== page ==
There's enough strong raw material on hand that Ray Donovan could eventually be built into something great. Right now, though, it's raw material in search of a series.
    • 59 Metascore
    • 50 Alan Sepinwall
    A sometimes-promising, sometimes-frustrating, always-overpopulated new sitcom that kicks off this season's odd new trend of shows about relative strangers who become best pals in a hurry.
    • 41 Metascore
    • 50 Alan Sepinwall
    If you're not expecting much, you'll come away satisfied. But compared to a good episode of "Family Guy" - or even a mediocre "Simpsons" episode - it's pretty thin gruel. [28 Apr 2005]
    • Newark Star-Ledger
    • 67 Metascore
    • 50 Alan Sepinwall
    Much as I admire Lilley's ability to pull off a sort of one-man Christopher Guest movie, only one of the three Summer Heights High leads is funny on a consistent basis.
    • 56 Metascore
    • 50 Alan Sepinwall
    Where other law shows tend to have one side view the other as the embodiment of evil, here we see that these two are old friends from law school who enjoy the battle of wits even as they're convinced they're on the right side of every fight. On those occasions when The Whole Truth slows down to just let those two bounce off each other, it's a show I almost want to watch. But the rest of it is too fast, and too thin, to bother with.
    • 65 Metascore
    • 50 Alan Sepinwall
    As epic as Reggie vs. Billy or Billy vs. George were on the sports pages in the summer of Sam, it doesn't feel like quite enough to fill eight hours of scripted drama.
    • 51 Metascore
    • 50 Alan Sepinwall
    The British show accepts that this is the story of two very damaged individuals and is willing to confront that damage early and often - sometimes seriously and sometimes in black comic fashion. Whether by choice or NBC fiat, Enbom has placed these same characters into a much lighter style, and the fit doesn't work.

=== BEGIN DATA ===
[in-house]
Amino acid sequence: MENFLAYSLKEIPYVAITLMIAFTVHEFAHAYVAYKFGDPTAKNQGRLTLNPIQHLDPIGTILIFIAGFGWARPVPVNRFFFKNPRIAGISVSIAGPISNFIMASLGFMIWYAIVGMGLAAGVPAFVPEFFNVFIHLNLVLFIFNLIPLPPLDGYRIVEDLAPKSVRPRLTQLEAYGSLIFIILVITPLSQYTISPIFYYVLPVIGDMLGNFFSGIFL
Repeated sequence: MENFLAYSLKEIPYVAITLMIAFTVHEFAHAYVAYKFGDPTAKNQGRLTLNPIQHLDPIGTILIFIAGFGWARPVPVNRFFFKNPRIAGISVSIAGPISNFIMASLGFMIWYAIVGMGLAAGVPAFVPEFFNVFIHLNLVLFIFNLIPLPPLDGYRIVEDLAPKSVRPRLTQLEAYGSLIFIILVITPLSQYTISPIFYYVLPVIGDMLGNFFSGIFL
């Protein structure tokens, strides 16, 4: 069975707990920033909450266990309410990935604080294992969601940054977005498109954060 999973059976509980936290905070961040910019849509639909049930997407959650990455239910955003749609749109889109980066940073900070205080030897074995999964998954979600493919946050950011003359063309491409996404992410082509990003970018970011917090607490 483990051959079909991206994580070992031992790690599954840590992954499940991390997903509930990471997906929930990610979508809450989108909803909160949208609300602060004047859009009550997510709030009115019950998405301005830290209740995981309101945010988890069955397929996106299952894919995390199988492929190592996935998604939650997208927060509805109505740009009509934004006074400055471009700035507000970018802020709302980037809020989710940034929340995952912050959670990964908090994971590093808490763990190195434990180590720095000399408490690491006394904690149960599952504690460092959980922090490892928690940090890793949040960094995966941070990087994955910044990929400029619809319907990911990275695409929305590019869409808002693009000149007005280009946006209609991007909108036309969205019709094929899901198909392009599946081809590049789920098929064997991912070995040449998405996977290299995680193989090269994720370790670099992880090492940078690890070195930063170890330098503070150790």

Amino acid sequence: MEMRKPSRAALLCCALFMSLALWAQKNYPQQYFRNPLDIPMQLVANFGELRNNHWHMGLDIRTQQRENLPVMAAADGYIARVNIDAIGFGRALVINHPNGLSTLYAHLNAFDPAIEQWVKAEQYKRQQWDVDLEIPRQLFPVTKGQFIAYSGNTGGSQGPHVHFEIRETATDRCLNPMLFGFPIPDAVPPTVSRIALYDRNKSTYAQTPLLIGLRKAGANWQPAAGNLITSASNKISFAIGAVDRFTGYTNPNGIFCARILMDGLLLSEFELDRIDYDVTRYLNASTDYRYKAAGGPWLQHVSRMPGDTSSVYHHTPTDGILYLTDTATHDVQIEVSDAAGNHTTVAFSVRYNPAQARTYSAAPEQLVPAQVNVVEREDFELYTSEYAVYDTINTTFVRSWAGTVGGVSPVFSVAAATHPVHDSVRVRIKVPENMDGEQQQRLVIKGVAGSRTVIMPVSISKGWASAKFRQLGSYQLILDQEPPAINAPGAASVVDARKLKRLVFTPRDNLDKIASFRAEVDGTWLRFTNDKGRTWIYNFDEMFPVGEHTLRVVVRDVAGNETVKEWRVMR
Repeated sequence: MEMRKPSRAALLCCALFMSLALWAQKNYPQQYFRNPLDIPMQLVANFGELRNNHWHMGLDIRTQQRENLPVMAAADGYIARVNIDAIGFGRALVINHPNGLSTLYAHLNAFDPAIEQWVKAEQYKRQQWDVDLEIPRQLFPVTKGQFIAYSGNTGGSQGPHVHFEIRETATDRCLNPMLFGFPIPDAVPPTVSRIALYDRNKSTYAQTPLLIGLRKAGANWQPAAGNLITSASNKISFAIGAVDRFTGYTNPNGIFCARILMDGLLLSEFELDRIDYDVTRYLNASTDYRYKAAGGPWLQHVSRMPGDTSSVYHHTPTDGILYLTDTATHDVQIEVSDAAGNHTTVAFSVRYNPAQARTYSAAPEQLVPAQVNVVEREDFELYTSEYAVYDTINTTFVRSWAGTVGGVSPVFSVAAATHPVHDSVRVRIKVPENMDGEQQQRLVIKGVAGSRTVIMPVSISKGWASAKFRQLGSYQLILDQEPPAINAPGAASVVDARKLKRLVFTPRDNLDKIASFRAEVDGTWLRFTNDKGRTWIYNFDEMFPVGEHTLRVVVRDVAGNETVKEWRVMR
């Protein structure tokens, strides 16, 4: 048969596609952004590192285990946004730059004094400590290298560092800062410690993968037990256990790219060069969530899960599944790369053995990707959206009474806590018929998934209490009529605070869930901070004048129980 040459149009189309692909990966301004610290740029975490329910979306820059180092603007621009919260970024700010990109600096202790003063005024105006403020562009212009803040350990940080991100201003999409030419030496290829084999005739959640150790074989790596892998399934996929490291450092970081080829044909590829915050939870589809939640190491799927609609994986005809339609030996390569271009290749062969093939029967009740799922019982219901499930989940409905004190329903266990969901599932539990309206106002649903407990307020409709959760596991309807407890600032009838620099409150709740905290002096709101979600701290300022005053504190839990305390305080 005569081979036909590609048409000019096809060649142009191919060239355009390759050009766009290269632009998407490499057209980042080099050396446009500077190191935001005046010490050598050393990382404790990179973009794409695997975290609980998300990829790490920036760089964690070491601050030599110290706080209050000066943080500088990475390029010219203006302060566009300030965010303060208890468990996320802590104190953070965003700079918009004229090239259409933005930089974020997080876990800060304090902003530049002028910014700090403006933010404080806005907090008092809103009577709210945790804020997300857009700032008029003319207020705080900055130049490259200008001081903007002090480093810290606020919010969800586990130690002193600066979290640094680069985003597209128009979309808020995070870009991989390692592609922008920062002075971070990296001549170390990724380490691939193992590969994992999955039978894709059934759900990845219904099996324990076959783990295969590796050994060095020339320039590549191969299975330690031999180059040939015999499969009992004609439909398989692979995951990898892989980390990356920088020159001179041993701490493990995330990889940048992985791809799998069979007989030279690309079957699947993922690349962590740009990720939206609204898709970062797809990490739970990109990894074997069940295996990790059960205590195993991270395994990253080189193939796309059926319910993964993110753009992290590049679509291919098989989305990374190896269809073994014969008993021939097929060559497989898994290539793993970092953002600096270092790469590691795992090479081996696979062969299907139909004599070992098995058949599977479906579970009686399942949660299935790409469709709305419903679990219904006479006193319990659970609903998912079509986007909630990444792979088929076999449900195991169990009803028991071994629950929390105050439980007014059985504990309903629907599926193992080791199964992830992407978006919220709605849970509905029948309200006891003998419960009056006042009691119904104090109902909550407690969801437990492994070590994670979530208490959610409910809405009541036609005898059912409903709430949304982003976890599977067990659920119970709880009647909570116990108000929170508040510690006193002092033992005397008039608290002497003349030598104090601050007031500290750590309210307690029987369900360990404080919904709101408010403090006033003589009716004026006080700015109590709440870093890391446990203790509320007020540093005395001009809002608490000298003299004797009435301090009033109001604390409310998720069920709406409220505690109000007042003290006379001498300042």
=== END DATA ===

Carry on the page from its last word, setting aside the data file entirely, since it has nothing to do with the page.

• 46 Metascore
    • 50 Alan Sepinwall
    The combination of the characters and the style made the whole shebang much easier for me to take than the movie. Still, I didn't feel any need to watch later episodes.
    • 78 Metascore
    • 50 Alan Sepinwall
    There are moments when John Adams stirs up the passion its author clearly had for the subject -- Adams firing off a rifle in the middle of a battle at sea with a British warship, the first public reading of the Declaration, George Washington (David Morse, in the second-best piece of casting other than Giamatti) whispering his oath of office at his inauguration -- but too often it's just as muddy and dull as its subject was accused of being.
    • 61 Metascore
    • 50 Alan Sepinwall
    The pilot episode definitely would have benefited from a less-is-more approach, while the series as a whole could use a little more meat and/or logic.
    • 85 Metascore
    • 50 Alan Sepinwall
    Season five is a definite improvement on season four, but only to a point. There aren't as many different stories rattling around, but the show's still so crowded that it has to bounce from scene to scene, subplot to subplot, so quickly that very little gets a chance to breathe.
    • 45 Metascore
    • 50 Alan Sepinwall
    Taylor does a strong job of showcasing the show's main set, a recreation of the original Club, and several of the musical numbers (sometimes the Bunnies get to sing, and other times the show casts actors to play '60s musicians like Ike & Tina Turner) really pop. But the show's attempts at social relevance ring hollow, and the main plot leans too heavily on the wooden Cibrian.
    • 61 Metascore
    • 50 Alan Sepinwall
    This is a pretty by-the-numbers blend of teen angst and horror.
    • 68 Metascore
    • 50 Alan Sepinwall
    There's no there there. Annie's missions each week are forgettable, and most seem to revolve around Annie seeming to get too personally invested, only for her instincts to be proven right over her more jaded colleagues.